Preseason blitzing limited, but effective for Minnesota Vikings

The Minnesota Vikings found more success blitzing in their second preseason game.

The Minnesota Vikings defense is known for head coach Mike Zimmer’s love of showing the double A-gap pressures, sending linebackers near the line of scrimmage to keep the interior offensive linemen guessing who is coming to rush the passer and who is dropping back.

Pressure, or at least the threat of it, is a tenet of Zimmer’s defense. But his ability to effectively have defenders rush the passer depends partly on which of his players are available and which ones might be out with injury.

“If we’re going to defeat the protection then I’m going to call it,” Zimmer said. “If it’s a run blitz it might be different, but if it’s a pass blitz it’d be more about defeating the protection.”

Through two preseason games, how have the Vikings done in their pass defense?

The truth is the first-team defense hasn’t had a lot of exposure to it and the results have been mixed against two 2015 playoff teams in the Cincinnati Bengals and Seattle Seahawks.

Against the Bengals in the preseason opener, the Vikings’ first-team defense rushed the standard four defensive linemen far more often than they brought extra rushers.

The majority of the first-team defense went against Bengals quarterbacks Andy Dalton and A.J. McCarron, but brought the blitz only four out of 14 dropbacks. When they did, it was only one extra blitzer.

Against the standard four-man rush from the Vikings’ starting defense, the Bengals went 8-for-10 for 58 yards. When Zimmer brought the blitz, the Bengals were 3-for-4 for 32 yards. Either way, the pass rush didn’t get home for a sack.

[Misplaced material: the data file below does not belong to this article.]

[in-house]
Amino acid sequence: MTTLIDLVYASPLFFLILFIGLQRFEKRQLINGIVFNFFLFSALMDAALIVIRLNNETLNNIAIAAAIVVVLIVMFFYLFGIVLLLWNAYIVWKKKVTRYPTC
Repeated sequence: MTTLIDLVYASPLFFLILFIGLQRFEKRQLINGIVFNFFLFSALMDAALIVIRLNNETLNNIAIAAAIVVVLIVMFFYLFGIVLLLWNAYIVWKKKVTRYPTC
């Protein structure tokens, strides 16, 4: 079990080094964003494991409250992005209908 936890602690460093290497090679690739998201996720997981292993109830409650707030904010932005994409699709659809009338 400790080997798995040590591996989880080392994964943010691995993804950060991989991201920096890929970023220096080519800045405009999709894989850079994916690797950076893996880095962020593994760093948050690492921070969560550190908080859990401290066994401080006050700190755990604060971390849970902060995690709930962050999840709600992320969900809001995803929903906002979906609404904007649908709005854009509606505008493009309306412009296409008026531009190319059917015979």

Once again, in a little more extensive time (three series) in the second preseason game, the blitz wasn’t a staple of what the Vikings showed in a preseason game. But it did have better results.

With the standard four-man rush, Russell Wilson went 4-for-9 for 46 yards and was sacked twice – a 2-yarder by Linval Joseph when the defensive ends shut down Wilson’s usual wide escape angle, and a 10-yarder by Everson Griffen, who showed impressive speed tracking down Wilson from behind.

The Vikings brought five defenders on the pass rush only once, resulting in an 18-yard sack by Andrew Sendejo. They brought six on the pass rush three times, with Anthony Barr registering an 11-yard sack and Wilson going 1-for-2 for 31 yards on a perfectly thrown pass to Tyler Lockett.

Barr might be the Vikings’ most important defender when it comes to blitzes with his ability to disrupt and chase, but he has missed six games in the past two regular seasons due to injury.

Personnel matters when it comes to what blitzes Zimmer calls.


“It always matters. I mean there’s a combination of things. It’s partly what I think the offense is going to come out in and what their protection is going to be,” Zimmer said. “Then part of it is who we blitz and how we attack it. I’m always trying to figure out how to get the best blitzers involved if I can.”

So far, the pass-rush blitzes have been about what you might figure in the preaseason. They have been limited but generally effective when used.


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